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Labord’s Chameleon (Furcifer labordi): the world’s shortest-lived vertebrate?


An article published in the June 30, 2008 issue of The Proceedings of the National Academy of Sciences documents a heretofore unknown vertebrate life-history strategy…2/3 of the Labord’s chameleon’s life is spent within the egg.

Native to southwestern Madagascar, this tiny lizard lives for only 4-5 months, after an incubation period of 7-9 months.  The entire life cycle is synchronized to an extraordinary degree, with nearly all members of the species hatching, breeding and dying in concert.  Uniquely for a lizard, no adults survive until the next generation hatches…all individuals hatch in November, mate in January, and die shortly thereafter.  The time period from conception to death – usually less than 1 year – is perhaps the shortest known for any vertebrate.

Researchers are trying to identify the genetic or hormonal process that regulates the lifespan.  An understanding of this phenomenon may point to ways of controlling cell death in humans.


You can read about field research projects dealing with this and related chameleons at:


About Frank Indiviglio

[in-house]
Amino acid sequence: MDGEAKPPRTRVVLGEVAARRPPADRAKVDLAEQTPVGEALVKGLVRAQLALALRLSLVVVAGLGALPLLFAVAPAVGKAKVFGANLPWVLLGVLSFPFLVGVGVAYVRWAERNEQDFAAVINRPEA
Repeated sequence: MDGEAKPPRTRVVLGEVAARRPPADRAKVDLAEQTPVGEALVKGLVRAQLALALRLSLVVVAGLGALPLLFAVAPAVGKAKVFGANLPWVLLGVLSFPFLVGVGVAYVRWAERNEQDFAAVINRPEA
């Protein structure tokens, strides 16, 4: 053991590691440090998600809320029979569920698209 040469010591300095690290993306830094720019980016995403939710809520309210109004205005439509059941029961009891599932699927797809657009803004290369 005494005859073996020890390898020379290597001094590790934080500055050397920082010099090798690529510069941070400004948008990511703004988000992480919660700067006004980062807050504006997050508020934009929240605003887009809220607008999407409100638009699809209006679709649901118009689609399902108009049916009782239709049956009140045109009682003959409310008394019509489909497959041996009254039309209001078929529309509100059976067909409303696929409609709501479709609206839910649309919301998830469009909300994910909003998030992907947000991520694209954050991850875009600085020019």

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Being born with a deep interest in animals might seem unfortunate for a native Bronxite , but my family encouraged my interest and the menagerie that sprung from it. Jobs with pet stores and importers had me caring for a fantastic assortment of reptiles and amphibians. After a detour as a lawyer, I was hired as a Bronx Zoo animal keeper and was soon caring for gharials, goliath frogs, king cobras and everything in-between. Research has taken me in pursuit of anacondas, Orinoco crocodiles and other animals in locales ranging from Venezuela’s llanos to Tortuguero’s beaches. Now, after 20+ years with the Bronx Zoo, I am a consultant for several zoos and museums. I have spent time in Japan, and often exchange ideas with zoologists there. I have written books on salamanders, geckos and other “herps”, discussed reptile-keeping on television and presented papers at conferences. A Master’s Degree in biology has led to teaching opportunities. My work puts me in contact with thousands of hobbyists keeping an array of pets. Without fail, I have learned much from them and hope, dear readers, that you will be generous in sharing your thoughts on this blog and web site. For a complete biography of my experience click here.
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